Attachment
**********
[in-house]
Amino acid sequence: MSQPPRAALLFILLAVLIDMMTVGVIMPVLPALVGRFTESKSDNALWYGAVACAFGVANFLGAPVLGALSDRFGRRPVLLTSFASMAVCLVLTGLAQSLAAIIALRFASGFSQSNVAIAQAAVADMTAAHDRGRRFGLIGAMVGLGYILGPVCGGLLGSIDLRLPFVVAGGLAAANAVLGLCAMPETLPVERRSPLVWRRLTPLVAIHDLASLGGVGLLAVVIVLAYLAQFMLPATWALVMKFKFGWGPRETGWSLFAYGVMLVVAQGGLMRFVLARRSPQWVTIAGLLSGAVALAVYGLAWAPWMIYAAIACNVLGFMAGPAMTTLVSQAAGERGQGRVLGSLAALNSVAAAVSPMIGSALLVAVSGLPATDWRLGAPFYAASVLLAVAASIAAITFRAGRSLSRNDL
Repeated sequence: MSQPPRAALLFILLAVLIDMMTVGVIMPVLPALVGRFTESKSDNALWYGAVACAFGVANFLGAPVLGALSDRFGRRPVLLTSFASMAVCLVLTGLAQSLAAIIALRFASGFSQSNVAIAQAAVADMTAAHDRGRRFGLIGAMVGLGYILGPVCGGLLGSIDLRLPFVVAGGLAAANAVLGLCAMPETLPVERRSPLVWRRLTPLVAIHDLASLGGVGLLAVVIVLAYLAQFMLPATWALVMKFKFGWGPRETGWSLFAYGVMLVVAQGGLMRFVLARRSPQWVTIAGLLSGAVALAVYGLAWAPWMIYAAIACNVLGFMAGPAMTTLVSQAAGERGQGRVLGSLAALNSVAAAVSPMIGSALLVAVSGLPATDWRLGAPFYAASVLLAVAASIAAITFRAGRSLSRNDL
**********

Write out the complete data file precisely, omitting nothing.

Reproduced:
[in-house]
Amino acid sequence: MSQPPRAALLFILLAVLIDMMTVGVIMPVLPALVGRFTESKSDNALWYGAVACAFGVANFLGAPVLGALSDRFGRRPVLLTSFASMAVCLVLTGLAQSLAAIIALRFASGFSQSNVAIAQAAVADMTAAHDRGRRFGLIGAMVGLGYILGPVCGGLLGSIDLRLPFVVAGGLAAANAVLGLCAMPETLPVERRSPLVWRRLTPLVAIHDLASLGGVGLLAVVIVLAYLAQFMLPATWALVMKFKFGWGPRETGWSLFAYGVMLVVAQGGLMRFVLARRSPQWVTIAGLLSGAVALAVYGLAWAPWMIYAAIACNVLGFMAGPAMTTLVSQAAGERGQGRVLGSLAALNSVAAAVSPMIGSALLVAVSGLPATDWRLGAPFYAASVLLAVAASIAAITFRAGRSLSRNDL
Repeated sequence: MSQPPRAALLFILLAVLIDMMTVGVIMPVLPALVGRFTESKSDNALWYGAVACAFGVANFLGAPVLGALSDRFGRRPVLLTSFASMAVCLVLTGLAQSLAAIIALRFASGFSQSNVAIAQAAVADMTAAHDRGRRFGLIGAMVGLGYILGPVCGGLLGSIDLRLPFVVAGGLAAANAVLGLCAMPETLPVERRSPLVWRRLTPLVAIHDLASLGGVGLLAVVIVLAYLAQFMLPATWALVMKFKFGWGPRETGWSLFAYGVMLVVAQGGLMRFVLARRSPQWVTIAGLLSGAVALAVYGLAWAPWMIYAAIACNVLGFMAGPAMTTLVSQAAGERGQGRVLGSLAALNSVAAAVSPMIGSALLVAVSGLPATDWRLGAPFYAASVLLAVAASIAAITFRAGRSLSRNDL